Wednesday, February 10, 2016

Home Staging & Home Sale Preparation

First impressions can be deal breakers for potential buyers, especially when homeowners do not grasp the significance of staging the home.  It's like missing the forest for the trees, meaning someone is looking at individual things (trees) and missing the big picture (forest).  In house terms, prospective home buyers can be distracted by odd art, personal belongings or loud things which attract attention.  The human eye is drawn to something that stands out, and a potential home buyer can miss an entire room for the visual impact of something very bright, though relatively small.

The National Association of Realtors reports that staged homes sell 80 percent faster and have offers up to 11 percent higher than non-staged properties.   According to Barb Schwarz, president of the International Association of Home StagingProfessionals (IAHSP), a home staged by an IAHSP member is on the market for an average of 29 days compared to 145 days for non-staged homes.  Another study by the Real Estate Staging Association indicates that staged homes sell, on average, 73 percent faster than unstaged ones.
Of course, all the staging in the world doesn't do much if the place isn't professionally cleaned and personally de-cluttered.  Lookers do poke in the oven, closets, dryer lint screen and under sinks.  Fresh coats of paint do wonders, as does carpet replacement, deep cleaning and power spraying the exterior.

Curb appeal (check out our past blog) is the first impression, and yet a fair performance outside can be overlooked for a stellar interior.   The hallmark of a home stage professional is a keen eye for arrangement, organization, function and color.   This person understands the kind of neutral environment that has broad appeal.   It's not about decorating or redecorating, but more about transforming the home from personally-you to impersonally-someone else.

Staging can be expensive, but the likelihood of recovering it and more in the final price is high.  It's akin to the business adage: "It takes money to make money."  According to a Duke University study on home staging, some of the most important things to be removed from sight are:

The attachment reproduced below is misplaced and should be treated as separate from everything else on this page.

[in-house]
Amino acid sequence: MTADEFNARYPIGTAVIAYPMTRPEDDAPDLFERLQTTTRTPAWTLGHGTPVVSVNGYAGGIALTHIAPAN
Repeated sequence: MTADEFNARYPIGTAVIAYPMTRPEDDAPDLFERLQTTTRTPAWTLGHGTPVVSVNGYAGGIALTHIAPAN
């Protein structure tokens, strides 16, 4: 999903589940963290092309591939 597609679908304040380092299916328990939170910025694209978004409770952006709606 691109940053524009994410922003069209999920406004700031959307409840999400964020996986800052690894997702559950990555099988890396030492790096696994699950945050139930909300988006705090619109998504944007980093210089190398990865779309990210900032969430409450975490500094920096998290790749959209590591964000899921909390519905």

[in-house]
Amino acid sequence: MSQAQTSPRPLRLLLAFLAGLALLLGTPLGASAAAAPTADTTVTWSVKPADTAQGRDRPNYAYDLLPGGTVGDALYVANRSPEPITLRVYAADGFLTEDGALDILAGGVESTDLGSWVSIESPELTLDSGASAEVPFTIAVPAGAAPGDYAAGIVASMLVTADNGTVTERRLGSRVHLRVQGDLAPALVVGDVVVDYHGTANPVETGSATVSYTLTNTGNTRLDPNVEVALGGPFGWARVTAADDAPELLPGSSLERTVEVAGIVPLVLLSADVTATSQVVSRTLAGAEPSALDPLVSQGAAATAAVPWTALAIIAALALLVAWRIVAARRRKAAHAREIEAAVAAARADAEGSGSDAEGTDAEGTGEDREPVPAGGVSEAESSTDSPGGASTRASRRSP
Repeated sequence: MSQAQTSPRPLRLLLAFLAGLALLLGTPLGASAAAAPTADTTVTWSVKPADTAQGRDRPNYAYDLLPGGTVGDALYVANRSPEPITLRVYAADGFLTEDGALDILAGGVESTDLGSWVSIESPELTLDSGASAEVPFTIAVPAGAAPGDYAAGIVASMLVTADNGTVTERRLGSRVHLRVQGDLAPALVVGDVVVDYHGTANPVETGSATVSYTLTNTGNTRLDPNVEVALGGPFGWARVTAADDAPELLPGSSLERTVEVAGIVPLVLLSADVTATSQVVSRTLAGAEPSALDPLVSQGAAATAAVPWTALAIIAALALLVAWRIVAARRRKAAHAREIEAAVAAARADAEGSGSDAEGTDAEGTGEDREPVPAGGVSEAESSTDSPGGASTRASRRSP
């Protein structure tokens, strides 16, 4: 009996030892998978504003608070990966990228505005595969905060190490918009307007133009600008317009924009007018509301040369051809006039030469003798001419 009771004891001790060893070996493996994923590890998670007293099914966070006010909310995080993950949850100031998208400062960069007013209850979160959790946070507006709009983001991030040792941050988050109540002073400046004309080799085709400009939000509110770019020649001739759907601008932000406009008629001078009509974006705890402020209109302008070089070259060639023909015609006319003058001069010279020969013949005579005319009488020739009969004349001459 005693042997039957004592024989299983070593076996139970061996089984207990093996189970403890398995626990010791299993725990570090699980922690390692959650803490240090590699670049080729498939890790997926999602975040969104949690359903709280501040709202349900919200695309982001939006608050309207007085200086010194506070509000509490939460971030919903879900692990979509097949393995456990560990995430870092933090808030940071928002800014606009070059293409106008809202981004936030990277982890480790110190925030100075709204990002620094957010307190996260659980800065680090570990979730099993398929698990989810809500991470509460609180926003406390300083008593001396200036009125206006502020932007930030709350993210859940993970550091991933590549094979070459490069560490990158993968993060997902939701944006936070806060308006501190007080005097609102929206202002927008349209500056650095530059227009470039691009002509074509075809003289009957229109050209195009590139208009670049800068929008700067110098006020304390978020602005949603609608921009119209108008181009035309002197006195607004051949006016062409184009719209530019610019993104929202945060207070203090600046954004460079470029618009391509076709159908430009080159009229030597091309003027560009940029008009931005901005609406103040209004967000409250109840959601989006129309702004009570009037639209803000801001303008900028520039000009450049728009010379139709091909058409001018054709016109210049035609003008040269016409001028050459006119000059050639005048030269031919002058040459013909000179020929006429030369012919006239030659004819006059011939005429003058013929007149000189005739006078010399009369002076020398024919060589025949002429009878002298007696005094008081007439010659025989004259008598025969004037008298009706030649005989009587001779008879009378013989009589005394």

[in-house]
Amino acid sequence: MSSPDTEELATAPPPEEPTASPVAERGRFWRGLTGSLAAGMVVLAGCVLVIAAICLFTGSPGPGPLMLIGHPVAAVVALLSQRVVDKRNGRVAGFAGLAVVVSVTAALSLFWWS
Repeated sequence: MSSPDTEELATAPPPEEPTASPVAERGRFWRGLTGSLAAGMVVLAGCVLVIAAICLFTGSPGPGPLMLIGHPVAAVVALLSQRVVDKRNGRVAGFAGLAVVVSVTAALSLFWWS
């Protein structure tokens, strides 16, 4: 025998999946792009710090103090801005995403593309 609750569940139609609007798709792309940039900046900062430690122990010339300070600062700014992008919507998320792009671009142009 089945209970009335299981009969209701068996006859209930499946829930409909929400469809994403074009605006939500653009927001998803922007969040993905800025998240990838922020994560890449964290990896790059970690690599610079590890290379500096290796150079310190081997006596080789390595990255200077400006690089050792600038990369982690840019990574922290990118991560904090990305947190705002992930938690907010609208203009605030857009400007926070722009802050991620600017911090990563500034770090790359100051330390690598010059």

·      used soap, razors, toothbrushes, etc., in a bathroom
·      pet dishes, toys, beds, litter box, etc.
·      personal photographs
·      kitchen counter appliances including coffeemaker, mixer, etc.

Additionally, each room should be used as designed.  A dining room, for example, should having dining room furniture in it.  A spare bedroom converted to a home office works, as long as it doesn't have both bed and desk.

One of the most common stumbling blocks to staging is emotional.  The homeowner is defensive about his or her decor, and for someone to come in and remove and rearrange things in another way can be disheartening.  The home stage professional is not emotionally-invested in the house and simply sees how to present it in the best light, literally and figuratively.  The objective is to sell the house for a great price in a relatively short time frame, and keeping that in mind makes the home stager part of the sales team, not an adversary.

A home stage professional can take your home to its highest level of appeal to prospective buyers, those potential new homeowners who can comfortably visualize their furnishings and personal accoutrements in your attractive, neutral spaces.  Time is money, even in real estate, and a fast nickel is always better than a slow dime.  Who knows, with professional home staging, you might get one fast dime.

So when you get ready to sell, it may be worth considering a home stager as a valuable part of your team.  You may also consider getting your Tampa area dumpster rental from the folks at Bin There Dump That,  they will help you determine what size you need, their courteous drivers will be on time, they guarantee driveway protection, and best of all, their dumpsters are clean & green, you wont have a rust bucket sitting in your driveway detracting from your beautiful home.


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